Thursday, February 21, 2013

The Last Word on Shanghai Tunnels - Including 14 reasons why the stories are bogus


I have never been on a tour of Portland's so-called "shanghai tunnels," so I am unable to comment on this attraction, except that I have heard that the tour is quite entertaining. Neither have I been to the Pirates of the Caribbean in Disneyland,  the Magic Carpets of Aladdin, or the Many Adventures of Winnie the Pooh, for that matter. The closest I have come to this sort of tourist entertainment was while visiting the ancient city of York I took my family on the "York Ghost Walk." This tour is a bit of innocent fun with some old ghost stories mixed in with distorted history—just for the tourists. 

It may be true that I have no experience with the tourist tours of these basements in the northwest regions of downtown, but I do know a bit about them. There is a great deal of documentation in the newspapers, and in old court records. They were built by Chinese back in the days when Chinatown was the center of gang activity related to the different tongs. The gambling dens, brothels, and opium parlors of Chinatown were connected to separate labyrinths, with steel doors, trap doors leading to secret stairways, and tunnels for escape into far alleyways. These were security measures designed for dealing with both rival tongs and police raids. 

For quite a few years the authorities left the north end underworld alone, as long as the "special police," who were paid a mere dollar a month salary by the city, were kept well-oiled in a sort of city sanctioned protection racket. By the late 1890s this system started to unravel, and Chinatown entered into an era when policemen would bring sledge hammers and start battering down walls, busting the secret world open. The unfolding story of these raids, by officers with varying degrees of zeal, continued up into the twentieth century. In 1913 the city government created a "secret passages ordinance." This law was hotly contested as being discriminatory against Chinese. As late as 1935 the Oregonian ran a feature article describing the secret passageways of Chinatown, complete with diagrams. Copyright laws prevent me from copying this into my article, but for anyone interested enough to look it up for themselves, the article is a feature in the Sunday Oregonian, November 17, 1935 called, "John Chinaman's Jack-in-the-Box. Be forewarned, the article is filled with disgusting racial slurs that have become unacceptable today (thank God!). 

There can be no doubt that the north end was honeycombed with tunnels, even reaching beyond the north end. Here is a report from the Oregonian January 21, 1921:

Secret Passages Known
It is well known, however, that there are numerous secret passages and dens beneath the Portland business center which the foot of white man has never trod; or, if so desecrated, the white man has never returned to tell the tale. Police in lighter moods tell the tale of a tunnel which connects old Chinatown, near police headquarters, with the new Chinatown north of Burnside street. This tunnel, which i said to pass beneath the main business portion of the city, is though to have rooms and even cemeteries along its walls.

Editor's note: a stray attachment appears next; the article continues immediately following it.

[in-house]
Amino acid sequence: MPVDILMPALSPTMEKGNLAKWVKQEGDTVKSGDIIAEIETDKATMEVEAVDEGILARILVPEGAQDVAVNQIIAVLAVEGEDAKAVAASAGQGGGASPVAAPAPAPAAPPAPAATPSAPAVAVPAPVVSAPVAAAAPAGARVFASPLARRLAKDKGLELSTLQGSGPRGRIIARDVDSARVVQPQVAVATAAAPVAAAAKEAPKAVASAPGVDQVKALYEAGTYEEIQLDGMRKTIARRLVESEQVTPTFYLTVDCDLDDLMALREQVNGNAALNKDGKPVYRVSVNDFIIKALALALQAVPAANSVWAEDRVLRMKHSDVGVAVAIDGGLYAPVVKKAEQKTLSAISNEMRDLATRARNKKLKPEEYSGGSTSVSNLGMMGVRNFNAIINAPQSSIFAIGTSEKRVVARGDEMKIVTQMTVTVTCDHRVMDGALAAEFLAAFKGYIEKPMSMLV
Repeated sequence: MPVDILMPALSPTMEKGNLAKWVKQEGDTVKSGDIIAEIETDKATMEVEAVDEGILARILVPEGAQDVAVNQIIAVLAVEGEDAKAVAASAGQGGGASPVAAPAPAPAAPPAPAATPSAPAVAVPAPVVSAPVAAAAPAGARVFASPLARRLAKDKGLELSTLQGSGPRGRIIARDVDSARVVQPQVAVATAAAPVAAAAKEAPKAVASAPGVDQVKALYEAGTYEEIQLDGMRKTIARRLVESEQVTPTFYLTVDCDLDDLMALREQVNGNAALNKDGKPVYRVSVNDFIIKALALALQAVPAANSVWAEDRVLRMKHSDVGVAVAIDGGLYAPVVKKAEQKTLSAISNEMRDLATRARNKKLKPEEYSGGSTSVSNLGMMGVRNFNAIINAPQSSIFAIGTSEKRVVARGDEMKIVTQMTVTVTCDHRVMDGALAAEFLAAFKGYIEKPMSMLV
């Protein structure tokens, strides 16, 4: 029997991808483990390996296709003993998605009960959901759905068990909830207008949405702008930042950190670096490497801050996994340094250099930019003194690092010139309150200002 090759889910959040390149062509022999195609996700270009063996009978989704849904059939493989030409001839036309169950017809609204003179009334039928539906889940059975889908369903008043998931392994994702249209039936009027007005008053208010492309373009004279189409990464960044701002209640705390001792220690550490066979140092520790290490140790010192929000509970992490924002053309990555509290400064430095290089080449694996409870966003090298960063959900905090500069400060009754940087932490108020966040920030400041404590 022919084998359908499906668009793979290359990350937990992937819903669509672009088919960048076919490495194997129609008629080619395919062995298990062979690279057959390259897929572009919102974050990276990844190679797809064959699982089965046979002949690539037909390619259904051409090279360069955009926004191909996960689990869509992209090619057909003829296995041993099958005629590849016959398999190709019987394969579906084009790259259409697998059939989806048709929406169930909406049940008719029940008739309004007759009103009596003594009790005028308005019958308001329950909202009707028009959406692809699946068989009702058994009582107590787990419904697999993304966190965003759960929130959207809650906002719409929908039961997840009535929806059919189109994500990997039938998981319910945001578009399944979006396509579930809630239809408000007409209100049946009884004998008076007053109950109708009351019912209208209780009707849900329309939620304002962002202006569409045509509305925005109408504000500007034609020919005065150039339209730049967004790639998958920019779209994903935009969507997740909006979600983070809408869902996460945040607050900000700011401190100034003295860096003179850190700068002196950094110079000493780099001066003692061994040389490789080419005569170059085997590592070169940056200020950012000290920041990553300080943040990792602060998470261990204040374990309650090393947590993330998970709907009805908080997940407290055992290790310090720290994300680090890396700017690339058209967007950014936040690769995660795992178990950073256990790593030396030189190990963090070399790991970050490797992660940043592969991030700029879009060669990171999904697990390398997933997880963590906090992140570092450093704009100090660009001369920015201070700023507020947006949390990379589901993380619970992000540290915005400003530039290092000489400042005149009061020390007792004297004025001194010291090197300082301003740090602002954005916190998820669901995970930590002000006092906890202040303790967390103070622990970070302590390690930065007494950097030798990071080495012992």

Since there were tunnels, how can I say that they were never used for shanghaiing? The answer requires at least a rudimentary understanding of what shanghaiing actually was, an how it was carried out in Portland, Astoria, and other port cities in far flung parts of the globe.
The double-decked docks of downtown Portland in the early 1880s. These docks were dedicated to coast-wise and local shipping.

There is no doubt that for the period of about four decades, starting sometime around the mid-eighteen seventies, shanghaiing was practiced by the unscrupulous masters of sailors boardinghouses in Portland, Oregon. In fact these gangsters, who operated from both Portland and Astoria, were so disruptive to the maritime trade that their shenanigans became a matter of international importance, debated in European parliaments. In the newspapers of the day these sailors boardinghouse masters were also called "crimps" a name that harkened back to the press gangs of the British navy—gangs that kidnapped able bodied men, willy nilly, out of taverns, off the streets, and even from hearth and home, to fill up the ranks needed by the Royal Navy. The sailor's boardinghouse masters were also referred to by terms, such as, land sharks, shanghaiers, and blood-suckers, and they operated a lucrative scam which the newspapers called "blood money." 
The grain docks, flour mill, coal docks, and lumber docks of Albina. Not a tunnel in sight.

The scam worked like this:  The majority of the world's maritime trade was on British vessels. Sailors leaving from, say, Liverpool, were contracted to make the 18,000 mile voyage, around the horn of South America and back—a journey of six to eight months. They were not paid wages until they returned to Liverpool. When the ship arrived at the wharf in Portland it was met by "runners" working for the sailors boarding houses who set about enticing the crew to abandon their vessel with promises of good food and a good time, as well as a chance to sign on to a vessel with higher pay. Nearly every sailor followed this route. The ship's captain was happy because the pay belonging to the sailors defaulted to him. The sailors boardinghouse masters were happy because they were able to lead these sailors (like sheep to the slaughter) down Portland's waterfront streets to their various "sailor's homes." The losers in the deal were the sailors, for once they were in the clutches of the crimps they were charged exorbitant fees for everything they ate, drank, slept on, slept with, and touched, all the while accumulating deeper and deeper debt to the boardinghouse.